My COVID-19 Experience and Maintaining My Mental Health

March 22, 2020 George Abitante

My COVID-19 experience is anxiety-provoking for me. The past few weeks have gone by in a blur. It's hard to believe just how much the standard of everyday life has changed since then, and I still can't quite believe this is the reality we're living in.

Mental Health and My COVID-19 Experiences

I've been very fortunate to still be working, that I have not fallen ill (with visible symptoms at least), and that I live with someone so I don't have to shelter alone. These privileges have absolutely made the whole process easier on me, but I think the most challenging part we're all struggling with is not knowing how long this new standard of living will continue for. This uncertainty has contributed the most to my anxiety in this time because it is so entirely out of my control as well as being unknown to me. What will my life look like in one month? What will it look like in three months? What will it look like in six months? Will we ever go back to "normal," or at least return to something closely resembling it? 

These thoughts run through my mind pretty regularly as part of my COVID-19 experience, and they're the ones that are the most troubling to me. Our lives always involve some level of uncertainty and lack of control, but it is eye-opening to see just how much a global pandemic expands on that. I've felt worried for my friends and family, particularly for friends who are currently providing care to patients sick with COVID-19.

I've tried to disconnect from the news, but I find myself still wanting to know what the newest updates are. I think this is how many of us try to handle situations we have no (or little) control over, thinking that by extending our knowledge we will at least have a modicum of agency to exert. I haven't actually felt too anxious by reading the news regularly, but I do think I've been checking it more frequently than is healthy. 

COVID-19 Experiences that Help My Mental Health

I've found a number of activities helpful as I've worked to stay calm, and in doing these activities I've found a wellspring of gratitude for all of the people and privileges in my life. The most valuable thing has absolutely been Facetiming/Zooming my friends and family regularly. I speak with people every day and make sure to engage in meaningful conversation with them, and I have to say this has been an excellent change from normal. I don't always get to talk to my friends because of work schedules and other activities that take up our time, so being able to speak more with the people I care about has been a surprising and meaningful opportunity. Taking this challenging time as an opportunity to reinforce the importance of spending meaningful time with friends and family has been invaluable for me, and I will remember that lesson in the months to come.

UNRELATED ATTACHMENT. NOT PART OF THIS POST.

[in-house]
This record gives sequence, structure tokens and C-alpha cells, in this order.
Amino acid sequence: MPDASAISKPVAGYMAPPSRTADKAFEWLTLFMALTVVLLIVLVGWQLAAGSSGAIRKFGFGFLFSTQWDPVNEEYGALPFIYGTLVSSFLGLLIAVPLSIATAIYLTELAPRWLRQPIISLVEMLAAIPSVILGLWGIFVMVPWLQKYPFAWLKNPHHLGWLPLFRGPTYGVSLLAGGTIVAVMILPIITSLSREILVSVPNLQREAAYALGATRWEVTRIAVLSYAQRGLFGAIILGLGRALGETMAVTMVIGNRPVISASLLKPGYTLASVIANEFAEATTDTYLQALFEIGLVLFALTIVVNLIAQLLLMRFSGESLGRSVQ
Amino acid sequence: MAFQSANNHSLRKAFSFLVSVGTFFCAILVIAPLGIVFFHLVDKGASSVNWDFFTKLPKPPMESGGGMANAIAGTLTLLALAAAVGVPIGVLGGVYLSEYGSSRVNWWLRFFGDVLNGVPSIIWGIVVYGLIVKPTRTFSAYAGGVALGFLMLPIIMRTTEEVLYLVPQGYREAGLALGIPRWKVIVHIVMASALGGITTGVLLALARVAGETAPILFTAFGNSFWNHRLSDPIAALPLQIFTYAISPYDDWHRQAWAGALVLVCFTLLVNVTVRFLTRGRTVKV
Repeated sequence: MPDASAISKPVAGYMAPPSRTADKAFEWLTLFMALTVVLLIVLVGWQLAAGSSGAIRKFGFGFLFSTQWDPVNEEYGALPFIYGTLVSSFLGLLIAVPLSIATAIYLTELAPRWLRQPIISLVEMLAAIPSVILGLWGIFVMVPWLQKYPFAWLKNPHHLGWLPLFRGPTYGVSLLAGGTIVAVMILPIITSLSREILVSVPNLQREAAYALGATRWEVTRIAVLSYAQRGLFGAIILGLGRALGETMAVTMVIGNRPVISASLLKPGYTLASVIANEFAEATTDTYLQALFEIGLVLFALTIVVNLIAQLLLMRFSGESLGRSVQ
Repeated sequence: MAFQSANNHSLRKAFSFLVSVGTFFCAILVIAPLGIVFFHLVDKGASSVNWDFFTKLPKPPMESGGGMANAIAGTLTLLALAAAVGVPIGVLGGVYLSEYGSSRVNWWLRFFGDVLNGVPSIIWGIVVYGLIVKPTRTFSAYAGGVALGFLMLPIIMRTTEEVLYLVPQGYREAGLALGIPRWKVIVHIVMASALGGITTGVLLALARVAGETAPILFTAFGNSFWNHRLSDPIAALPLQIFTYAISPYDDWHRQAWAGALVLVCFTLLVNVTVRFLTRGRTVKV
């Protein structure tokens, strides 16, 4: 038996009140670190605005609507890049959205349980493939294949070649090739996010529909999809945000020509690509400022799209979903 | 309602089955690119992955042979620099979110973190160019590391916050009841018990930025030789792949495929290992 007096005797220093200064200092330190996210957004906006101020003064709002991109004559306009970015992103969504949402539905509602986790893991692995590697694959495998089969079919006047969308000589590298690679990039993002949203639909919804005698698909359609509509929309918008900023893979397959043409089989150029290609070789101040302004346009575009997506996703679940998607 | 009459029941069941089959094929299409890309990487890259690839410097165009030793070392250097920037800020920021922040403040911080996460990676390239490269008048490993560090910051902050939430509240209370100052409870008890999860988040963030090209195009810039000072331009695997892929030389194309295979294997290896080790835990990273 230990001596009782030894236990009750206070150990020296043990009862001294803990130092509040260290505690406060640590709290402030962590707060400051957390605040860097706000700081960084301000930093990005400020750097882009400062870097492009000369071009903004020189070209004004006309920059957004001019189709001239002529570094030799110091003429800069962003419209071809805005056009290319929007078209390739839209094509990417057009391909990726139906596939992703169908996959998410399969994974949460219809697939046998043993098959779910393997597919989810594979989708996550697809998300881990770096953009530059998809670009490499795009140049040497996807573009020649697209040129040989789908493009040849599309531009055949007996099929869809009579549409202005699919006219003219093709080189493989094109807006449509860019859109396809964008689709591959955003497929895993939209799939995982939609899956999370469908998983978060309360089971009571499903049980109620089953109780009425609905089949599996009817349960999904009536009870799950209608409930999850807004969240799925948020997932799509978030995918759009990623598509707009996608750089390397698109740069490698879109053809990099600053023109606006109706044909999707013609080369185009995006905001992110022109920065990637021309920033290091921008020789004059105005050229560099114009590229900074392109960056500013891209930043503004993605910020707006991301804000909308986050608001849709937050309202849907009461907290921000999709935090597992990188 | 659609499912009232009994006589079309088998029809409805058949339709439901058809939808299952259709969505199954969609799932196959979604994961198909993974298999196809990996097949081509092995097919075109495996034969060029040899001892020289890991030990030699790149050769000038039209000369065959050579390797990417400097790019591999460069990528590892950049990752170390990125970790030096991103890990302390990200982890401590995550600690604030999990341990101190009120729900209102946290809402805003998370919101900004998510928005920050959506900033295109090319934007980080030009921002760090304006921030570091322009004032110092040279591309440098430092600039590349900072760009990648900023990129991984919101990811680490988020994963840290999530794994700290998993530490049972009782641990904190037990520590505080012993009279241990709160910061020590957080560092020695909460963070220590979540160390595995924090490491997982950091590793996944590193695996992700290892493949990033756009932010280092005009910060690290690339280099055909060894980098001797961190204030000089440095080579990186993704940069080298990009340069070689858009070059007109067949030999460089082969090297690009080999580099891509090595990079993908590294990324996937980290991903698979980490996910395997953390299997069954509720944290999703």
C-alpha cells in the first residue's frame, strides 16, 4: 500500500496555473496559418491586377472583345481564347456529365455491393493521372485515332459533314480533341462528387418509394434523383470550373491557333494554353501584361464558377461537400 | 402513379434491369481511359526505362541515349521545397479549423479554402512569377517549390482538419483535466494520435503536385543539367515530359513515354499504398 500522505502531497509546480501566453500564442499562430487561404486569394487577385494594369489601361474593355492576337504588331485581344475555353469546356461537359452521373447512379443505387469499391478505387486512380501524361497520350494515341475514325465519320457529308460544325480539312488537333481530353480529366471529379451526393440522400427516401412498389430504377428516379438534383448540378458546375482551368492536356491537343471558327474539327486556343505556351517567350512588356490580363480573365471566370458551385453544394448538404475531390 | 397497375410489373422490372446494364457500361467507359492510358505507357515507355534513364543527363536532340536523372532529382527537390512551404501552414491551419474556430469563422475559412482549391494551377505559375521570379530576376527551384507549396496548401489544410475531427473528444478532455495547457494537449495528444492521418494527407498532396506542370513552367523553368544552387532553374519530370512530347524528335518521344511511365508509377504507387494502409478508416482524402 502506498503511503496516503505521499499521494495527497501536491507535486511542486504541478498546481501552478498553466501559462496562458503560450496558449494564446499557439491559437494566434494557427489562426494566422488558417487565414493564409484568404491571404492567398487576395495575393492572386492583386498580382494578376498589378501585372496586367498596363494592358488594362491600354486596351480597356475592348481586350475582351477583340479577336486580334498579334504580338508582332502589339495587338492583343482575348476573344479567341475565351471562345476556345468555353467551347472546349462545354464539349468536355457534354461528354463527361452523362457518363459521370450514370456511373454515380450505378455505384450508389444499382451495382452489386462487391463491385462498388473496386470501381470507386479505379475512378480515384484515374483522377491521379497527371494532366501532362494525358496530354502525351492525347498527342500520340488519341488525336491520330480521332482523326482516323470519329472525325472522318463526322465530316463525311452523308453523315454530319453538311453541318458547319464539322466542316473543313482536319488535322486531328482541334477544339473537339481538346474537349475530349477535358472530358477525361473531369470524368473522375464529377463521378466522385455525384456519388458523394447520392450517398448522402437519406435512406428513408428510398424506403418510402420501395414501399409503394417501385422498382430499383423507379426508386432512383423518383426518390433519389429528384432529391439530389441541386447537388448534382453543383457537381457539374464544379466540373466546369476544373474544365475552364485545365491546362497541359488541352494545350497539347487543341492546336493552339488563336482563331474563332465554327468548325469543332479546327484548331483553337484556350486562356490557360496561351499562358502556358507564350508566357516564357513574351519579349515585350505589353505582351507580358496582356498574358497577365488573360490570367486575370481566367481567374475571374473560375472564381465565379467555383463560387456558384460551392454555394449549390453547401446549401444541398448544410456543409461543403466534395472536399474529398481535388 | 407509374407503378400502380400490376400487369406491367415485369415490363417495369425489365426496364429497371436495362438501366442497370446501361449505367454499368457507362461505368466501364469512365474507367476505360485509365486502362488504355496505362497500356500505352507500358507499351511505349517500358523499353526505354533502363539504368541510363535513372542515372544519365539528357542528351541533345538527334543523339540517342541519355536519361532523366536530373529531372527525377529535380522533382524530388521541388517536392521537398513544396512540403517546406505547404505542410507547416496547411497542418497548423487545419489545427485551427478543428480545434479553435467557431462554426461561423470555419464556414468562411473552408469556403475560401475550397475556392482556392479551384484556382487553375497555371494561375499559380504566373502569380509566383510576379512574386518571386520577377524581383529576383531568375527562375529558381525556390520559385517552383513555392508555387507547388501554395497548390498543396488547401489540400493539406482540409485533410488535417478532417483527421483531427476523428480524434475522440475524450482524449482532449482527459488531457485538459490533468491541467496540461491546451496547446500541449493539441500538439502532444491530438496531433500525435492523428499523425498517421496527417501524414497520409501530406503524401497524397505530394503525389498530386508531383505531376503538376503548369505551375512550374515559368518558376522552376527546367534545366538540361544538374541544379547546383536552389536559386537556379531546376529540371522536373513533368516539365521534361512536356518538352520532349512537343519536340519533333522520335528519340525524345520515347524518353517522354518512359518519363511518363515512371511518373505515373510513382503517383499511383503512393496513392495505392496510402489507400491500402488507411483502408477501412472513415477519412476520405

I've done my best to continue doing things that I love during this COVID-19 experience, like playing the guitar, singing, cooking, and exercising. Maintaining sources of joy like these has been really important for me to keep some feeling of normalcy while also providing me some added positivity when needed. I've also found that devoting more time to work has helped me a lot by keeping my mind engaged and, again, feeling like there is some element of my life that approximates normalcy.

I find myself expressing gratitude more regularly for these activities than I did a few weeks ago, and I hope that will stay with me -- there is so much I do not notice as much as I should that makes my life meaningful. I plan to spend more time just reflecting on gratitude over the coming weeks. 

Thank you to everyone who read through this post today, I hope you and your families are staying safe and well, and that you are finding ways to work through your anxiety at home as well. 

How is this stressful time going for you? Share your experience with COVID-19 in the comments.

APA Reference
Abitante, G. (2020, March 22). My COVID-19 Experience and Maintaining My Mental Health, HealthyPlace. Retrieved on 2024, June 18 from

Author: George Abitante

George received his Master's degree in Clinical Psychology from Northwestern University and is pursuing his PhD in Clinical Psychology at Vanderbilt University. Find him on Facebook or follow him on Twitter @AbitanteGeorge.

March, 25 2020 at 6:18 pm

I find creativity a wonderful respite (I do art journaling and scrapbooking from this illness as is listening to music.

March, 25 2020 at 6:33 pm

Hi Kristy,
Thanks so much for your comment! Those sound like great activities to do, I've found journaling helpful too, though I don't have the skill for anything artistic! Hope you're staying healthy,

Albertina Geller
March, 23 2020 at 5:30 am

Being under lockdown and curfew with anxiety and depression can be crippling if you don't remind yourself to keep it in check. Calming and soothing activities, distractions, and taking care of mental and physical health is the way to go get through this. As someone who is going through a similar experience, I can relate to what you might be going through. Please take care, stay safe and remember to wash your hands :)

March, 23 2020 at 10:47 am

Hi Albertina,
Thanks for your thoughtful comment! I absolutely agree, maintaining healthy activities is crucial for mental and physical health. I hope you and your family stay healthy and safe as well, I'll be washing hands frequently!

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